While we all appreciate the convenience of contactless payments, some have legitimate concerns about the security of such a significant increase in the limit. What happens if someone steals your card and tries to spend the money?
The data shows that when the limit was raised at the beginning of the pandemic, the level of contactless fraud increased very little.
In addition, the current restriction requiring the PIN to be entered after five consecutive contactless payments will continue to apply and the amount that can be spent with these payments will be limited to £300 (i.e. still less than five payments of £100).
Of course, £300 is still a lot of money to lose. Some argue that people should be allowed to set their own limit for contactless payments, up to £100, which would certainly help ease concerns about such an increase.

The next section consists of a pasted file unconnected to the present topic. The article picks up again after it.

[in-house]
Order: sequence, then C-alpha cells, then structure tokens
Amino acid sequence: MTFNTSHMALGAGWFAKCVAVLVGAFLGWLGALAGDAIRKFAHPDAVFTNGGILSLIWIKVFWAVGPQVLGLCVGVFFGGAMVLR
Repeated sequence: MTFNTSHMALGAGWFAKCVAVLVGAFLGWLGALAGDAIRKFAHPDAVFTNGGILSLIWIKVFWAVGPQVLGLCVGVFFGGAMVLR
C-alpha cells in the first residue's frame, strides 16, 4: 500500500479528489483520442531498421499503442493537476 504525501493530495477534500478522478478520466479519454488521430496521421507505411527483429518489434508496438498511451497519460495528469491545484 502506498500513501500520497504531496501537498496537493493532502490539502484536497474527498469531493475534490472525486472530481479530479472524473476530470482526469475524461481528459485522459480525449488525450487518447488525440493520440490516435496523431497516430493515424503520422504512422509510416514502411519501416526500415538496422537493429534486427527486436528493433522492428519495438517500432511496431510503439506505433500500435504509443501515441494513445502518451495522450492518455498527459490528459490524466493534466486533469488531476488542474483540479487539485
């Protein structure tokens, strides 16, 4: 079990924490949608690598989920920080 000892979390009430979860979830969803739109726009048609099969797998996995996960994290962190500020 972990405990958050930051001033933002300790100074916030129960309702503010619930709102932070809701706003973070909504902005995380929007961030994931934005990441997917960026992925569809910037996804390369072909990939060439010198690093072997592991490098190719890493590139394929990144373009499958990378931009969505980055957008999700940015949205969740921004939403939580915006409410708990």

But until such a change is made, you may need to pay more careful attention to your bank card than ever.
Freeze all alcohol rights
As you may or may not know, beer, wine, cider and spirits are all subject to state tax.
These taxes (or tolls, as they are also known) don’t just make money for the government – they are also seen as a way to help people get off alcohol. After all, you’re less likely to get a seventh pint if it hits your bank account more than your head.
But after perhaps the toughest year pubs have ever had, the Chancellor has frozen all taxes on alcohol, as he did last year and as Phillip Hammond, the then Chancellor of the Exchequer, did the year before.